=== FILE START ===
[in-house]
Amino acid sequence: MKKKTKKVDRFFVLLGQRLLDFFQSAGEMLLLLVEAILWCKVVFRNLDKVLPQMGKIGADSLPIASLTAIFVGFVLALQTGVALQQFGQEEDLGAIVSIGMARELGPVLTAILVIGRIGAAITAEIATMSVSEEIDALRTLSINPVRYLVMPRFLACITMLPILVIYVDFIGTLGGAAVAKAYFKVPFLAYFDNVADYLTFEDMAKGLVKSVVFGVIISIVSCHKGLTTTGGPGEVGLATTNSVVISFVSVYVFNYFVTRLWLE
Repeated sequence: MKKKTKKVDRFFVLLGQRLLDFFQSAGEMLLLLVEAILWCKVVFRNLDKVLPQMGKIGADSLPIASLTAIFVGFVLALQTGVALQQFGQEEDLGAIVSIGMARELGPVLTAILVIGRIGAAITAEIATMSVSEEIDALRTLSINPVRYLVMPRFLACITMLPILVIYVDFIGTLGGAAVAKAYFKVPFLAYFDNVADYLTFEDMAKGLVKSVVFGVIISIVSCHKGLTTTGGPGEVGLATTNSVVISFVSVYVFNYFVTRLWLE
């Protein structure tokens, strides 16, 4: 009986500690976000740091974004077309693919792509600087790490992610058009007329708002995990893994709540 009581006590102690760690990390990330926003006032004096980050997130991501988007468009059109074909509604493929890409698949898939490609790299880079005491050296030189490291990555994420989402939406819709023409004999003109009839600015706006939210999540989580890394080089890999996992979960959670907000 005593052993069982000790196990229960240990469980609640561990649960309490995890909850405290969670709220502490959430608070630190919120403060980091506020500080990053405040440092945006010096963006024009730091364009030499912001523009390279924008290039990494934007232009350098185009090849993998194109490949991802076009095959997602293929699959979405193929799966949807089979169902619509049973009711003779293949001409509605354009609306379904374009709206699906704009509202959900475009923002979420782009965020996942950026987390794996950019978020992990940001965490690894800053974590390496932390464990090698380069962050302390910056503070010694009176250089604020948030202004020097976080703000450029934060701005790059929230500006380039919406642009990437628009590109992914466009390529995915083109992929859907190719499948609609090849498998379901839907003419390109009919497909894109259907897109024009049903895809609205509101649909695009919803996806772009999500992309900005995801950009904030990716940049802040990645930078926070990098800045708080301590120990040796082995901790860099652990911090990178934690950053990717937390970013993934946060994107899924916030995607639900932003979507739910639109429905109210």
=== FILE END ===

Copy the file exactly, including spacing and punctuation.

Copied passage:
[in-house]
Amino acid sequence: MKKKTKKVDRFFVLLGQRLLDFFQSAGEMLLLLVEAILWCKVVFRNLDKVLPQMGKIGADSLPIASLTAIFVGFVLALQTGVALQQFGQEEDLGAIVSIGMARELGPVLTAILVIGRIGAAITAEIATMSVSEEIDALRTLSINPVRYLVMPRFLACITMLPILVIYVDFIGTLGGAAVAKAYFKVPFLAYFDNVADYLTFEDMAKGLVKSVVFGVIISIVSCHKGLTTTGGPGEVGLATTNSVVISFVSVYVFNYFVTRLWLE
Repeated sequence: MKKKTKKVDRFFVLLGQRLLDFFQSAGEMLLLLVEAILWCKVVFRNLDKVLPQMGKIGADSLPIASLTAIFVGFVLALQTGVALQQFGQEEDLGAIVSIGMARELGPVLTAILVIGRIGAAITAEIATMSVSEEIDALRTLSINPVRYLVMPRFLACITMLPILVIYVDFIGTLGGAAVAKAYFKVPFLAYFDNVADYLTFEDMAKGLVKSVVFGVIISIVSCHKGLTTTGGPGEVGLATTNSVVISFVSVYVFNYFVTRLWLE
């Protein structure tokens, strides 16, 4: 009986500690976000740091974004077309693919792509600087790490992610058009007329708002995990893994709540 009581006590102690760690990390990330926003006032004096980050997130991501988007468009059109074909509604493929890409698949898939490609790299880079005491050296030189490291990555994420989402939406819709023409004999003109009839600015706006939210999540989580890394080089890999996992979960959670907000 005593052993069982000790196990229960240990469980609640561990649960309490995890909850405290969670709220502490959430608070630190919120403060980091506020500080990053405040440092945006010096963006024009730091364009030499912001523009390279924008290039990494934007232009350098185009090849993998194109490949991802076009095959997602293929699959979405193929799966949807089979169902619509049973009711003779293949001409509605354009609306379904374009709206699906704009509202959900475009923002979420782009965020996942950026987390794996950019978020992990940001965490690894800053974590390496932390464990090698380069962050302390910056503070010694009176250089604020948030202004020097976080703000450029934060701005790059929230500006380039919406642009990437628009590109992914466009390529995915083109992929859907190719499948609609090849498998379901839907003419390109009919497909894109259907897109024009049903895809609205509101649909695009919803996806772009999500992309900005995801950009904030990716940049802040990645930078926070990098800045708080301590120990040796082995901790860099652990911090990178934690950053990717937390970013993934946060994107899924916030995607639900932003979507739910639109429905109210």